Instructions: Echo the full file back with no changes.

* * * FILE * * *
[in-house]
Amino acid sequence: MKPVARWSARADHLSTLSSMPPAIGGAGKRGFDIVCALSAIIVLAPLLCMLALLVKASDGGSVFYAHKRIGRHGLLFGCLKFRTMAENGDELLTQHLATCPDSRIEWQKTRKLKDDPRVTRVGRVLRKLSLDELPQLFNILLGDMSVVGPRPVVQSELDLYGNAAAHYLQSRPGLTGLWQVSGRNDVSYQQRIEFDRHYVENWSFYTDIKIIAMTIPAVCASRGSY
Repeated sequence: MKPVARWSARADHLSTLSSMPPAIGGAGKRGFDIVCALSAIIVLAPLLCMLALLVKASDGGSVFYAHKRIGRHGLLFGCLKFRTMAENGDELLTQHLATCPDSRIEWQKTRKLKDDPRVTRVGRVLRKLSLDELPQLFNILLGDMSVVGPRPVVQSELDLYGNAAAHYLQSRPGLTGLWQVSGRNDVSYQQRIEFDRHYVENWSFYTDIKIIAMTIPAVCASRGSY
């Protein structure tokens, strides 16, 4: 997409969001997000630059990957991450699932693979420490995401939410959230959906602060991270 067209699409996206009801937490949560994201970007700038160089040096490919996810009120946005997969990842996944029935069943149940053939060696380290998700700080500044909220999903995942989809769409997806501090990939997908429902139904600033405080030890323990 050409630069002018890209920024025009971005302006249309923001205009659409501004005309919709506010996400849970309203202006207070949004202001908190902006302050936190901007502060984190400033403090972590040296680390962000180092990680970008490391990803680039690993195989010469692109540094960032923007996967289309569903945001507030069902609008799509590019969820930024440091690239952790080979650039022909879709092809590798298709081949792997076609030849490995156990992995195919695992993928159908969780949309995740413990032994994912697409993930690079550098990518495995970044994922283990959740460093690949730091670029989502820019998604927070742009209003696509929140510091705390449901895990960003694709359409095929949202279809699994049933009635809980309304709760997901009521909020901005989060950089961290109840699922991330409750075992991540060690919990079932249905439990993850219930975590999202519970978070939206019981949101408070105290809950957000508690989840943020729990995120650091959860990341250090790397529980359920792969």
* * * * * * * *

[in-house]
Amino acid sequence: MKPVARWSARADHLSTLSSMPPAIGGAGKRGFDIVCALSAIIVLAPLLCMLALLVKASDGGSVFYAHKRIGRHGLLFGCLKFRTMAENGDELLTQHLATCPDSRIEWQKTRKLKDDPRVTRVGRVLRKLSLDELPQLFNILLGDMSVVGPRPVVQSELDLYGNAAAHYLQSRPGLTGLWQVSGRNDVSYQQRIEFDRHYVENWSFYTDIKIIAMTIPAVCASRGSY
Repeated sequence: MKPVARWSARADHLSTLSSMPPAIGGAGKRGFDIVCALSAIIVLAPLLCMLALLVKASDGGSVFYAHKRIGRHGLLFGCLKFRTMAENGDELLTQHLATCPDSRIEWQKTRKLKDDPRVTRVGRVLRKLSLDELPQLFNILLGDMSVVGPRPVVQSELDLYGNAAAHYLQSRPGLTGLWQVSGRNDVSYQQRIEFDRHYVENWSFYTDIKIIAMTIPAVCASRGSY
């Protein structure tokens, strides 16, 4: 997409969001997000630059990957991450699932693979420490995401939410959230959906602060991270 067209699409996206009801937490949560994201970007700038160089040096490919996810009120946005997969990842996944029935069943149940053939060696380290998700700080500044909220999903995942989809769409997806501090990939997908429902139904600033405080030890323990 050409630069002018890209920024025009971005302006249309923001205009659409501004005309919709506010996400849970309203202006207070949004202001908190902006302050936190901007502060984190400033403090972590040296680390962000180092990680970008490391990803680039690993195989010469692109540094960032923007996967289309569903945001507030069902609008799509590019969820930024440091690239952790080979650039022909879709092809590798298709081949792997076609030849490995156990992995195919695992993928159908969780949309995740413990032994994912697409993930690079550098990518495995970044994922283990959740460093690949730091670029989502820019998604927070742009209003696509929140510091705390449901895990960003694709359409095929949202279809699994049933009635809980309304709760997901009521909020901005989060950089961290109840699922991330409750075992991540060690919990079932249905439990993850219930975590999202519970978070939206019981949101408070105290809950957000508690989840943020729990995120650091959860990341250090790397529980359920792969």